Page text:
As a helmet the hope of salvation. Undoubtedly it is the assurance that eternity is ours which best defends us against the temptations of this present world. It is hope that actually purifies (1 John 3:3). The Christian’s best defence is the deep-seated, heart-held hope that he shall be with Christ and partake in that very blessedness which satisfies Him.
1 Thessalonians 5:9. For. Paul shows the reasonableness of this hope.
God hath not appointed us to wrath. The truest parallel to this expression is that of Peter (1 Peter 2:8), where he speaks of the disobedience of the rejecters of Christ, and adds, ‘whereunto also they were appointed,’ set apart, as it were, in the purpose of God to this end. This end was also the eager choice of their own will; though how these two determining motives both find room we cannot tell. Paul speaks assuredly of the election of the Thessalonians (1 Thessalonians 1:4), because he had witnessed the fruits of it, in their turning from idols to serve the living God. The ‘wrath’ spoken of is the manifestation of the Divine anger against sin in the coming and judgment of Christ. Having negatively described their destiny, Paul goes on to describe it positively.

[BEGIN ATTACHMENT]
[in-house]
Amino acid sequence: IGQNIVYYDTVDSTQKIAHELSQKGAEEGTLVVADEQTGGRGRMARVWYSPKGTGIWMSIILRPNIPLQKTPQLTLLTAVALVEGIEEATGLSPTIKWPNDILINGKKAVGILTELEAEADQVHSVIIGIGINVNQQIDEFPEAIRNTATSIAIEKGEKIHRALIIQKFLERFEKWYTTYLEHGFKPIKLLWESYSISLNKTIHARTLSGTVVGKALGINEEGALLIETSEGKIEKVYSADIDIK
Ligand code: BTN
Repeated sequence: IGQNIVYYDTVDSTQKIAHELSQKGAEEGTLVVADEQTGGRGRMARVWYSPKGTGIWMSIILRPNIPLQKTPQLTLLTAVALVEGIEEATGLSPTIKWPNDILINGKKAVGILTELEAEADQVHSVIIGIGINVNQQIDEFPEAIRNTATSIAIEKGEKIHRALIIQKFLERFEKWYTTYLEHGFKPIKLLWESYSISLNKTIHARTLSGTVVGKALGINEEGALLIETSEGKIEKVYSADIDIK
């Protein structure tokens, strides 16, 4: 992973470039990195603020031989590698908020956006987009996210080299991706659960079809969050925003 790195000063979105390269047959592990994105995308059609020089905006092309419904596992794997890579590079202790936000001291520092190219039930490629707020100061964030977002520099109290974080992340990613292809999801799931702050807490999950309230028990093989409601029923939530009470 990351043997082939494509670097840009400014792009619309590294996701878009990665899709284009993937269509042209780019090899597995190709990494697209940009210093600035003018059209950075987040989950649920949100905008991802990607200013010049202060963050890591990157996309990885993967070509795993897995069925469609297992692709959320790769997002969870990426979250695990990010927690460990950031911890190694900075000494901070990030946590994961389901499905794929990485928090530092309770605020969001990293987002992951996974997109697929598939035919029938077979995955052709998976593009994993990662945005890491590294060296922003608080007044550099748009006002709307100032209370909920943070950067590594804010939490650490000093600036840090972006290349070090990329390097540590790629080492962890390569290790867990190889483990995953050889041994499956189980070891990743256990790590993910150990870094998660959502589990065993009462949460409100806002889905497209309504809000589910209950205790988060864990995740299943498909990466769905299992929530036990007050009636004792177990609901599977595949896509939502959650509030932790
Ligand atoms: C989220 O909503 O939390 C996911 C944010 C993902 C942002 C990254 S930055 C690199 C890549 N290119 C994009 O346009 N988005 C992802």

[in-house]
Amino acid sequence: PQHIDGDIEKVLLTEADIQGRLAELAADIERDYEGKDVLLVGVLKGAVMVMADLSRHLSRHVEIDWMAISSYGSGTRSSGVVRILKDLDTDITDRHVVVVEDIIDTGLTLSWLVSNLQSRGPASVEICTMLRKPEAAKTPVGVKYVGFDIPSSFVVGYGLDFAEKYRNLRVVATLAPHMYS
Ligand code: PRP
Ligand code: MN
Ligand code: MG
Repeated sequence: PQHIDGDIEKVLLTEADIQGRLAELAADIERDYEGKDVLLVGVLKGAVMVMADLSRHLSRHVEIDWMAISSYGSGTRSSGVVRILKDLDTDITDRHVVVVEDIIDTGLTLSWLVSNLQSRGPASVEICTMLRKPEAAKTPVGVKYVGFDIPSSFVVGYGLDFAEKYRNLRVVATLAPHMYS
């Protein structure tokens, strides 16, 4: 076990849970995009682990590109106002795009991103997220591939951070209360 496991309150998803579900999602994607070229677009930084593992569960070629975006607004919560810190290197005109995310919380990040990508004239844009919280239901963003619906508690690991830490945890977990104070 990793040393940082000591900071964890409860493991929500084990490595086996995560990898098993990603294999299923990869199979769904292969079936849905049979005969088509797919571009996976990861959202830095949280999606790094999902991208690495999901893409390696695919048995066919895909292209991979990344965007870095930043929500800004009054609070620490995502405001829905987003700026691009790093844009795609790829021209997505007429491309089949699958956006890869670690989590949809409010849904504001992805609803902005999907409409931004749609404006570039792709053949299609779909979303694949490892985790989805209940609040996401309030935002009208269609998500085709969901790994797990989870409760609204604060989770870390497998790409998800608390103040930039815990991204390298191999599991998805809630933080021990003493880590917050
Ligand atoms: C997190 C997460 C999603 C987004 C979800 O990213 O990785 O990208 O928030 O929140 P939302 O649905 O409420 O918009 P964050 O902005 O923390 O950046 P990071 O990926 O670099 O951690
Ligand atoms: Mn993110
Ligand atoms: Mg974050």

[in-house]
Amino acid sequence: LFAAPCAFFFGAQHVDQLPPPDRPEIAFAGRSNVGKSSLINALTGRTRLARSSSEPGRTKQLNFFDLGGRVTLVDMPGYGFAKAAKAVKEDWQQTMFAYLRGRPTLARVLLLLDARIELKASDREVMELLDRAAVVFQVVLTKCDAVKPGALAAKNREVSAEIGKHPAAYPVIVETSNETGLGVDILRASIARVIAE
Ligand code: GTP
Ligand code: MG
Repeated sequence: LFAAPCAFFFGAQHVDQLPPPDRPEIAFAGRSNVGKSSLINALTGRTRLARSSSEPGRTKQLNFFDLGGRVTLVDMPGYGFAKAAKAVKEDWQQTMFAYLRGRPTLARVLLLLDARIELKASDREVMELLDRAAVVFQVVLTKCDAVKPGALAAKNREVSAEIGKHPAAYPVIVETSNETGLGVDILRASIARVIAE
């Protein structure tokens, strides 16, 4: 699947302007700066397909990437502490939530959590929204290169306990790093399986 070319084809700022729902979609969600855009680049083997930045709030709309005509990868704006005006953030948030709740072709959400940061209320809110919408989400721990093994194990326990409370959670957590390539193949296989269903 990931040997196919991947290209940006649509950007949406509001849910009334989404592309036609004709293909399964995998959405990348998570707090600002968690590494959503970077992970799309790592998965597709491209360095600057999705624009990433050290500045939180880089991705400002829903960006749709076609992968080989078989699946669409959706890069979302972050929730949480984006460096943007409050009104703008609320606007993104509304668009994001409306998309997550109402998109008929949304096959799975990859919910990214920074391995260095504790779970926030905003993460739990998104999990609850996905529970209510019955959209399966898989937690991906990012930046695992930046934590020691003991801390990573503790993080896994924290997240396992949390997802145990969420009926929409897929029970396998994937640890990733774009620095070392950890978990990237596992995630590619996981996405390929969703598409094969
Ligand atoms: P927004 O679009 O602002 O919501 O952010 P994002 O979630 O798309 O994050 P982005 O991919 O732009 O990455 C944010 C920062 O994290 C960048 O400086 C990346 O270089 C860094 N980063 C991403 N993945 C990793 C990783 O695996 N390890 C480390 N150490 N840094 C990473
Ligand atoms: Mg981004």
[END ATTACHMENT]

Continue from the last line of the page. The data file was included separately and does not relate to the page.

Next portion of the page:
To obtain salvation. Other passages extend the meaning of ‘salvation’ (see chap. 1 Thessalonians 4:7), but here the leading idea in the apostle’s mind is escape from the destruction with which the unbelieving world was to be visited; though this involves, as he immediately shows, life with Christ.